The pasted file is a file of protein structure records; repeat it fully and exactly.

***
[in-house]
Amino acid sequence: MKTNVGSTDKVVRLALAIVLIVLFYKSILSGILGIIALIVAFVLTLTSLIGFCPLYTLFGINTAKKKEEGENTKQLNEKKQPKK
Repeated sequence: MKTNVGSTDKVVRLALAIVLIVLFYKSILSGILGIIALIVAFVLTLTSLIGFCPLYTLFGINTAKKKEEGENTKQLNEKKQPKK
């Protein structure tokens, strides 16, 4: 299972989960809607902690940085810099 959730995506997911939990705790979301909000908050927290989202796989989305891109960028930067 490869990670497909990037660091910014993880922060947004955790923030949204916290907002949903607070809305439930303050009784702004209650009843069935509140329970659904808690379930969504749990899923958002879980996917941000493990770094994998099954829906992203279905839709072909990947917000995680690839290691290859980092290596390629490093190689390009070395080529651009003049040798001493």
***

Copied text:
[in-house]
Amino acid sequence: MKTNVGSTDKVVRLALAIVLIVLFYKSILSGILGIIALIVAFVLTLTSLIGFCPLYTLFGINTAKKKEEGENTKQLNEKKQPKK
Repeated sequence: MKTNVGSTDKVVRLALAIVLIVLFYKSILSGILGIIALIVAFVLTLTSLIGFCPLYTLFGINTAKKKEEGENTKQLNEKKQPKK
């Protein structure tokens, strides 16, 4: 299972989960809607902690940085810099 959730995506997911939990705790979301909000908050927290989202796989989305891109960028930067 490869990670497909990037660091910014993880922060947004955790923030949204916290907002949903607070809305439930303050009784702004209650009843069935509140329970659904808690379930969504749990899923958002879980996917941000493990770094994998099954829906992203279905839709072909990947917000995680690839290691290859980092290596390629490093190689390009070395080529651009003049040798001493």